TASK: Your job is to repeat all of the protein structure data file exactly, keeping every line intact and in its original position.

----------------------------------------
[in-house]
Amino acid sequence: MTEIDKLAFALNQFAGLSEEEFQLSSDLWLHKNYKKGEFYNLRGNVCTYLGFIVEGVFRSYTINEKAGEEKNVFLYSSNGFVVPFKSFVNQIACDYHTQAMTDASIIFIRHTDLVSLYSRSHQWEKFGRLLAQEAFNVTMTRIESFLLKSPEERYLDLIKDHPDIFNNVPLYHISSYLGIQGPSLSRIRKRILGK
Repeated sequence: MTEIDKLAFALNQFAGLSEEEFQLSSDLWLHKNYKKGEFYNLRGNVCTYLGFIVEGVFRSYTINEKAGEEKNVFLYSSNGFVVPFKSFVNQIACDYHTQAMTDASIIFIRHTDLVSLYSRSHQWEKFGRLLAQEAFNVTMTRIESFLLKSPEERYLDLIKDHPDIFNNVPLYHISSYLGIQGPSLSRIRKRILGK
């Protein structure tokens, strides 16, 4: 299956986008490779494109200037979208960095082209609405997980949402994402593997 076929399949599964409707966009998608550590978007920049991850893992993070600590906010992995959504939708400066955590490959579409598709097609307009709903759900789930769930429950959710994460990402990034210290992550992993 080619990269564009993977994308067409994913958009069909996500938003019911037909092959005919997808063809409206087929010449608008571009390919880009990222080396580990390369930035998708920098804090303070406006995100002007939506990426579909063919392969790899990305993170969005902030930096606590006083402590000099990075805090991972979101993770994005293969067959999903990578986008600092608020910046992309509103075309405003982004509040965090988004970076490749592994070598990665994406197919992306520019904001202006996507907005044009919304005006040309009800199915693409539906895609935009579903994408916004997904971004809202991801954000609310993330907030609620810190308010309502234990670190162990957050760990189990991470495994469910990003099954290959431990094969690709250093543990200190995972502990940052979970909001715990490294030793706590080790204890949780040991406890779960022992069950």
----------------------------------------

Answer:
[in-house]
Amino acid sequence: MTEIDKLAFALNQFAGLSEEEFQLSSDLWLHKNYKKGEFYNLRGNVCTYLGFIVEGVFRSYTINEKAGEEKNVFLYSSNGFVVPFKSFVNQIACDYHTQAMTDASIIFIRHTDLVSLYSRSHQWEKFGRLLAQEAFNVTMTRIESFLLKSPEERYLDLIKDHPDIFNNVPLYHISSYLGIQGPSLSRIRKRILGK
Repeated sequence: MTEIDKLAFALNQFAGLSEEEFQLSSDLWLHKNYKKGEFYNLRGNVCTYLGFIVEGVFRSYTINEKAGEEKNVFLYSSNGFVVPFKSFVNQIACDYHTQAMTDASIIFIRHTDLVSLYSRSHQWEKFGRLLAQEAFNVTMTRIESFLLKSPEERYLDLIKDHPDIFNNVPLYHISSYLGIQGPSLSRIRKRILGK
């Protein structure tokens, strides 16, 4: 299956986008490779494109200037979208960095082209609405997980949402994402593997 076929399949599964409707966009998608550590978007920049991850893992993070600590906010992995959504939708400066955590490959579409598709097609307009709903759900789930769930429950959710994460990402990034210290992550992993 080619990269564009993977994308067409994913958009069909996500938003019911037909092959005919997808063809409206087929010449608008571009390919880009990222080396580990390369930035998708920098804090303070406006995100002007939506990426579909063919392969790899990305993170969005902030930096606590006083402590000099990075805090991972979101993770994005293969067959999903990578986008600092608020910046992309509103075309405003982004509040965090988004970076490749592994070598990665994406197919992306520019904001202006996507907005044009919304005006040309009800199915693409539906895609935009579903994408916004997904971004809202991801954000609310993330907030609620810190308010309502234990670190162990957050760990189990991470495994469910990003099954290959431990094969690709250093543990200190995972502990940052979970909001715990490294030793706590080790204890949780040991406890779960022992069950």